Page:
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Lameness Assessment and Investigation

Lameness Assessment with Everything Horse and the Animal Health TrustLameness Assessment with Everything Horse and the Animal Health Trust

Lameness Assessment and Investigation – solving the mystery

#EverythingHorseMagazine – February 2017 – Lameness

Following on from our first article looking at how to spot lameness in the horse for February, here we delve further into Lameness asesment and investigation with the charity for fighting disease and injury, the Animal Health Trust.


About the AHT Equine Clinic

The Animal Health Trust (AHT) Equine Clinic is made up of world specialists, who treat a variety of injuries or conditions, but their greatest area of expertise lies in orthopaedics and in particular, lameness. No day, horse or injury is ever the same and it’s up to their Clinicians to solve these mysteries on a daily basis, helping hundreds of horses each year (putting Sherlock Holmes to shame!).

Many horses are suffering from long-term problems which their owners may have noticed months ago and have exhausted every other option without a clear diagnosis. Or, the horse has attempted to get through its daily life or work by compensating for the issue, preventing the owner from noticing it sooner. Horses are very good at masking injuries and discomfort; being prey animals they cannot afford to look weak in turn giving them a high pain threshold. Unfortunately, this not only gives the problem more time to develop, but makes identifying and diagnosing lameness particularly tricky. This is why vets turn to specialists in their field, like those at the AHT, for their expert help.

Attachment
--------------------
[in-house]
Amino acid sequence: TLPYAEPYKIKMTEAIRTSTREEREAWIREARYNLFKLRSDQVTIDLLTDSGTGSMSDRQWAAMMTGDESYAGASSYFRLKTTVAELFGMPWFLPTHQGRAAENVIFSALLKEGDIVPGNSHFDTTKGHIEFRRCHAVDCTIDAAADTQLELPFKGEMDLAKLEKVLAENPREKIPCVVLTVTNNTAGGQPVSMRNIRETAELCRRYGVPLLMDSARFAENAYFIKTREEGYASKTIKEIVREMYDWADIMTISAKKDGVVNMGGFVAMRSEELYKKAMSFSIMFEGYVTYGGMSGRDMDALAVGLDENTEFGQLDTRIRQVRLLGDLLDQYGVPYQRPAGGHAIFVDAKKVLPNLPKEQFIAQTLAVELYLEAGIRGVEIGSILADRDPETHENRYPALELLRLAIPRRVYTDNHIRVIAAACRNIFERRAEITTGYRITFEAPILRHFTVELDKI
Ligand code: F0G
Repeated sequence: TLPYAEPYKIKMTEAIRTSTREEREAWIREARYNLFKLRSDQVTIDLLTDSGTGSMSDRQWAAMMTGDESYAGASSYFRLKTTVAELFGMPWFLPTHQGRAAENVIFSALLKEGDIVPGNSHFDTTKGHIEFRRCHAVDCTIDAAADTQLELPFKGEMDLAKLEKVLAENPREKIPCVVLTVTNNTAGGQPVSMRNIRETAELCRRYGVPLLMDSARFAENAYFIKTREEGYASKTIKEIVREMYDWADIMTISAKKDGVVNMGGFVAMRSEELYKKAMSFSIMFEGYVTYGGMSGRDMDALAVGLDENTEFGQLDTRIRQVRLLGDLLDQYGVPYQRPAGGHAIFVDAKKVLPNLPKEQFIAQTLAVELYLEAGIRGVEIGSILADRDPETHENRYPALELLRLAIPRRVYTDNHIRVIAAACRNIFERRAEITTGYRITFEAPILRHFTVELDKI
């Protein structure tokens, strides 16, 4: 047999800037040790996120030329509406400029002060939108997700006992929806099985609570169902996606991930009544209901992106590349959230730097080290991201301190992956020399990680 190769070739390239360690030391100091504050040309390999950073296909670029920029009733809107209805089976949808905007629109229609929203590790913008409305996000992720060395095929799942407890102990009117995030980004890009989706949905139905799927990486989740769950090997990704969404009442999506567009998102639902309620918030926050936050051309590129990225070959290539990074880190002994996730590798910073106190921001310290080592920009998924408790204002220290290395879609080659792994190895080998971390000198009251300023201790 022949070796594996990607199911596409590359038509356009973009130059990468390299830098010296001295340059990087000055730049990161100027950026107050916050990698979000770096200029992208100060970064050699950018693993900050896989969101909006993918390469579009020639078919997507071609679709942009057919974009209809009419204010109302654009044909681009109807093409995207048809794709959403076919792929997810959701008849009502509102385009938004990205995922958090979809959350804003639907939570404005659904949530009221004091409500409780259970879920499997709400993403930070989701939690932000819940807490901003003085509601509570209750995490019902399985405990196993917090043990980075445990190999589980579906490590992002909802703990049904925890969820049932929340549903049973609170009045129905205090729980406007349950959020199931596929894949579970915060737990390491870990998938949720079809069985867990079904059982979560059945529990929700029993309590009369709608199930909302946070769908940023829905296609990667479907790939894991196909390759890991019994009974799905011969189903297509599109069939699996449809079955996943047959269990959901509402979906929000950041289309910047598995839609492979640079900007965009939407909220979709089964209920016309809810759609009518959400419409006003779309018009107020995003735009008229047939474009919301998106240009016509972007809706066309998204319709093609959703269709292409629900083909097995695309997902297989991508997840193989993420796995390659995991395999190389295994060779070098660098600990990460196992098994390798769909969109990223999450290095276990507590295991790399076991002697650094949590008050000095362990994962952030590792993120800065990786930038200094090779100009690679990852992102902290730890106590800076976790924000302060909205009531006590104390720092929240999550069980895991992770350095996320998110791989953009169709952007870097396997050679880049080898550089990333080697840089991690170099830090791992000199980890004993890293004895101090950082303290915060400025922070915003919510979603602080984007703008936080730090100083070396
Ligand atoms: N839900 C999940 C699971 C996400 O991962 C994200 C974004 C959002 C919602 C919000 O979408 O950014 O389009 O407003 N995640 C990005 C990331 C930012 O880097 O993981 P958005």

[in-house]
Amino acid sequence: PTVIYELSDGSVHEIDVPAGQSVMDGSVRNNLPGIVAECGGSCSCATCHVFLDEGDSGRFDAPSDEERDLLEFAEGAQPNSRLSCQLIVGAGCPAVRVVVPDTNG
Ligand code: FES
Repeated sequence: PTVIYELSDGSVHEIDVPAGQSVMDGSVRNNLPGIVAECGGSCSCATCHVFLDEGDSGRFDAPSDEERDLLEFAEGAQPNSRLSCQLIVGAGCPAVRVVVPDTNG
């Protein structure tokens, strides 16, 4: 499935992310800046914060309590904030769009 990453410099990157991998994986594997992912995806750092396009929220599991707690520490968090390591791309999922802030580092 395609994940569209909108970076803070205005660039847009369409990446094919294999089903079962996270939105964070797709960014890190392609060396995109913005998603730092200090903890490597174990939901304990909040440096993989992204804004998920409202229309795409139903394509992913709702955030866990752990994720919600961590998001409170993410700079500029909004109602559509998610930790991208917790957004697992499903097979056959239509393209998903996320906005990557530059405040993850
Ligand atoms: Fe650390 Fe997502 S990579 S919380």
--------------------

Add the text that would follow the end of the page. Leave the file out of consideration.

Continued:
Some owners tell the Clinicians that the “not knowing” is one of the hardest things they have to deal with, because without a clear diagnosis they can’t help their horse get on the right track to recovery. It’s the AHT Clinicians’ mission to uncover the mystery lameness, back problem or tendon injury. They work like detectives in gathering evidence from the owner and referring vet; following clues in how the horse moves and analysing the data to determine the culprit of the problem. There are three main stages in lameness investigation: clinical assessment, nerve blocking and diagnostic imaging.

Clinical Assessment – the first step towards solving the mystery…

The principles of any lameness investigation are to determine which is the lame limb or limbs and where is (are) the source or sources of pain. What a rider feels as the lame limb is not always correct, A detailed clinical examination – looking at and feeling the limbs, neck and back and assessment of the horse moving under a variety of circumstances, combined with flexion tests – is the basic and fundamental start point.

The horse’s gait will be assessed in a straight line (forwards and backwards), on a tight circle and on a lunge. The Clinicians will observe the horse from the front, back and side, and on both a hard and a soft surface to gain a full picture of when the lameness is at its worst. The Clinician will be watching for irregular limb placement, the height of the limbs in flight and even for any signs of pain in the horse’s facial expression.